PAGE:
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Posts from the ‘Public Relations’ Category

MarketingProfs – The 15 Most Challenging Content Marketing Tasks




By Ayaz Nanji

May 29, 2018

What are the most challenging things about content marketing? Which tasks do content professionals in different roles find most difficult?

To find out, SEMRush and the Content Marketing Institute surveyed 1,884 content writers, content strategists, content editors, PR/marketing managers, and project managers.

Content strategists say their top challenges are developing content that resonates with target audiences, developing ROI plans, and finding/researching the most relevant topics.

Content writers say their top challenges are finding a balance between creativity and SEO, understanding their target audiences, and meeting deadlines/time management.

PR/marketing managers say their top challenges are defining the ROI of campaigns/activities, deciding what to cover, and finding places to publish content.

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MarketingProfs – The Most and Least Important PR and Corporate Communications Tactics and Trends




By Ayaz Nanji

April 12, 2018

Corporate communications and public relations professionals say engaging in better storytelling is the tactic/trend that will matter most over the next year, according to recent research from Sword and the Script Media and Ned Lundquist’s Job of the Week.

The report was based on data from a survey conducted in February 2018 among 155 corporate communications and PR professionals.

Respondents rank storytelling as the trend/tactic that will matter most over the next 12 months.

Content marketing ranks second, followed by thought leadership, aligning with Marketing, and influencer marketing.

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Forbes – Eight Steps To Develop And Maintain Your Content Marketing Strategy




By Elyse Flynn Meyer

September 28, 2017

Have you ever completed a marketing campaign and realized that, while it may have been a success, it will be difficult to replicate because there wasn’t a defined strategy or process behind it? If so, you’re not alone.

Comprehensive marketing campaigns can have 10 to 30+ individual content-related tactics that need to be executed to make them integrated and cohesive campaigns. These content-driven tactics are usually being executed in tandem to ensure all the pieces fit together to build a campaign that is going to drive traffic, leads and new customers to your organization.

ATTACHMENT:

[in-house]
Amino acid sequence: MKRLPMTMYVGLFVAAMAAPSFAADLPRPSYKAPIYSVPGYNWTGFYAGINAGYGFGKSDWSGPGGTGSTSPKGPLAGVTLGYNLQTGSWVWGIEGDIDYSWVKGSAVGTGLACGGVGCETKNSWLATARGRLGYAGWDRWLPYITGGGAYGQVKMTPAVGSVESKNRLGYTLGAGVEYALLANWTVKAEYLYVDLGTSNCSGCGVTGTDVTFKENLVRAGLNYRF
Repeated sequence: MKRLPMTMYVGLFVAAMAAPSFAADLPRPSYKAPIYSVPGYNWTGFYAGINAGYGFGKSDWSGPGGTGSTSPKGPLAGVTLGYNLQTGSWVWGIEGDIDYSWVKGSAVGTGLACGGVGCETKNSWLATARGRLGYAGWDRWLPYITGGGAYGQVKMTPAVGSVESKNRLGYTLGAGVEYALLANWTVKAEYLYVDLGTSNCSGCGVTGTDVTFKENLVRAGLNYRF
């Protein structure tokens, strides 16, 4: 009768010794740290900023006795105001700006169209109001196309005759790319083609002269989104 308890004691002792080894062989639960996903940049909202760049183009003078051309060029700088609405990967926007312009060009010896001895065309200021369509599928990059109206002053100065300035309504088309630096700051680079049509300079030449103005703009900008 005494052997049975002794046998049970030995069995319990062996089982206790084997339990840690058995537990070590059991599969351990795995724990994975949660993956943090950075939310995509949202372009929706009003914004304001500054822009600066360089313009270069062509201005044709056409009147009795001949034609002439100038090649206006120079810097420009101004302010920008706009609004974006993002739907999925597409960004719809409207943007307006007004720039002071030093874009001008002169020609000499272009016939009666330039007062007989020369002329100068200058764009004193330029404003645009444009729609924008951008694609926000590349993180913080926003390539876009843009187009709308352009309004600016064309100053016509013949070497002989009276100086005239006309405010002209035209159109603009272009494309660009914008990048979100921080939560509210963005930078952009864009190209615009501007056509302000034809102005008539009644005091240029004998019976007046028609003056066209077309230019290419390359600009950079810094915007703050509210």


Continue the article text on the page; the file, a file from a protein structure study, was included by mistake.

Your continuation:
Most importantly, it is critical to ensure you are not only building a content strategy that is repeatable but that you have something that is documented and understood by all members of your team. When the campaign is over and it’s time to analyze the results, a gaping hole often becomes evident: There was no documented strategy to drive the tactics. This scenario helps explain the statistics that only 37% of B2B marketers say they have a documented content marketing strategy. In the absence of a strategy, we see that while marketers have the best intentions, sometimes these operational pieces get missed. This tends to leave a gap in your department that could become detrimental as your team changes over time.

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MarketingProfs – The Modern Press Release: Two Don’ts and Three Do’s




July 27, 2017

By Jay Hickman

We start with a paean to the humble press release.

The first press release was issued in 1906 by the Pennsylvania Railroad, under the direction of public relations expert Ivy Lee, to provide media with an on-the-ground account of facts about the 1906 Atlantic City train wreck. Since then, it has become a staple in marketing promotion, public affairs, and politics.

As we arrive at the 111th anniversary of the press release, it seems appropriate to examine this marketing tool and its optimal uses.

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Contently – A Brief History of Explanatory Journalism


May 4, 2014

By Natalie Burg

3009254-poster-1920-176-feature-number-20-lara-setrakian-the-100-most-creative-people-in-businessRoy Peter Clark remembers when his mentor and editor of the St. Petersburg Times Gene Patterson began “preaching for the perfection of an ‘explanatory journalism’” in the 1980s. Clark himself wrote an essay on the topic, “Making Hard Facts Easy Reading” for the Washington Journalism Review in 1984 — the same year Ezra Klein was born.

Listening to online buzz, one might get the idea that Klein, Nate Silver and their contemporaries invented the idea of writing news that explains the news, even though the first Pulitzer Prize for Explanatory Journalism was handed out in 1985. Though Klein was quick to clarify in the comments of a recent article by Clark that he isn’t trying to take credit for the existence of explanatory journalism, he and a handful of others are undeniably on the forefront of explanatory journalism’s resurgence. Klein’s Vox, The New York Times’ The Upshot, Bloomberg’s QuickTake, and Silver’s newly re-launched FiveThirtyEight are just the crest of the wave.

What’s behind it? Let us explain.

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